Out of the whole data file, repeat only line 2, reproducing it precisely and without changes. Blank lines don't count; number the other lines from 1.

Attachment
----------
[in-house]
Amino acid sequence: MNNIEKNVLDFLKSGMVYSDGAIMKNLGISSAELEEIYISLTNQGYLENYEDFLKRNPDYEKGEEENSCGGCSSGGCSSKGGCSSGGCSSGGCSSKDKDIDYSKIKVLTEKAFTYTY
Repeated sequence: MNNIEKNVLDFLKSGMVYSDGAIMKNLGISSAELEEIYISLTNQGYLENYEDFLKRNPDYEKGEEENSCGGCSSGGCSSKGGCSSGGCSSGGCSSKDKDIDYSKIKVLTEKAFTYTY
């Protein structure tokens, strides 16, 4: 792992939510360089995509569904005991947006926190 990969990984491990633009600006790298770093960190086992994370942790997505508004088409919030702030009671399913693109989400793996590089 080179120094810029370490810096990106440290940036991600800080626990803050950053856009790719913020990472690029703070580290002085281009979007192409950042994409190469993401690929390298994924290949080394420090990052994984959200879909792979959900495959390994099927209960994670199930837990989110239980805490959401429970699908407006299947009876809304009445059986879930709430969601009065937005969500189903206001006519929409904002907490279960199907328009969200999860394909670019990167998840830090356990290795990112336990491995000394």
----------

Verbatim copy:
Amino acid sequence: MNNIEKNVLDFLKSGMVYSDGAIMKNLGISSAELEEIYISLTNQGYLENYEDFLKRNPDYEKGEEENSCGGCSSGGCSSKGGCSSGGCSSGGCSSKDKDIDYSKIKVLTEKAFTYTY